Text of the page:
A Florida angler has reeled in a massive spotted seatrout that’s likely to recognized as a new world record.
Luke Ledbetter, visiting the Melbourne area from Alabama, thought at first that he had hooked a large snook or a redfish, based on the weight being applied to his line.
But a ferocious head shake during the fight reveled a “gator trout” that would tape out at 87 centimeters, or 34.25 inches.
“I had no idea speckled trout got that big,” Ledbetter told Florida Today.
The current record in the International Game Fish Association’s relatively new length-record program, designed to encourage catch-and-release, stands at 79 inches.
Ledbetter was fishing with spinning gear in the Indian River Flat area with Capt. Peter Deeks of Native Sons Fishing Guides. The angler had caught a smaller seatrout, and had his line break while hooked up to two larger fish, so he knew prospects were good.
The gator trout, a term used to describe unusually large seatrout, struck a live bait and immediately turned to Ledbetter’s right, then surfaced and tried to shake the hook.
“When she breached the surface of the water, I realized it was a massive seatrout,” Ledbetter recalled on Facebook. “During the intense fight, the fish made two long runs. We all held our breath as the monster was finally netted.”
Deeks, who is serious about catch-and-release, kept the fish out of the water just long enough for measurements and photos.
“The girth on this one was just incredible,” he told Florida Today. “The largest trout I’ve ever weighed was a 33-inch trout that was 13.9 pounds, but this one was even fatter. But I hate weighing them; hate hanging them by the jaw. They’re really sensitive fish.”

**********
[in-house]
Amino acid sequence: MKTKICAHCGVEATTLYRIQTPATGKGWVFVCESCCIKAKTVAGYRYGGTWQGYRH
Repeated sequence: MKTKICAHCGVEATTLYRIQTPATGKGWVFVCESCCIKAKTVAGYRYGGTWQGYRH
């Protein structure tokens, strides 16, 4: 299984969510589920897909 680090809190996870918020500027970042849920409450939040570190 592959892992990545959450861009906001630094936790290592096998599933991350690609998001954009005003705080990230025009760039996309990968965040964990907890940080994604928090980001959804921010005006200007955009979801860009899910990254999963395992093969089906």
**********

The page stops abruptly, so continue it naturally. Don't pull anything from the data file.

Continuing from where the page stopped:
He estimated the weight of Ledbetter’s fish to be at least 14 pounds, and after the release he telephoned the IGFA to make the Florida-based organization aware of the catch.
“It didn’t register in my mind how special it was until Peter made that phone call,” Ledbetter said. “It was euphoric knowing I may have caught a world record.”
The IGFA has made note, stating on its website: “The fish measured out to an impressive 87 cm (34.25 in) and was released alive – qualifying Ledbetter for the All-Tackle Length world record. The current IGFA record stands at 79 cm.” It typically takes weeks before the IGFA officially approves record submissions, but Deeks said he and Ledbetter followed IGFA rules.
For the sake of comparison, the IGFA all-tackle record for a spotted seatrout that was killed and weighed stands at 17 pounds, 7 ounces. That fish was caught off Ft. Pierce, Florida, in 1995.
Spotted seatrout, members of the drum family, inhabit the western Atlantic from about New York to the Gulf of Mexico, and prefers shallow portions of bays and estuaries. They’re among the most popular game fish in Florida.
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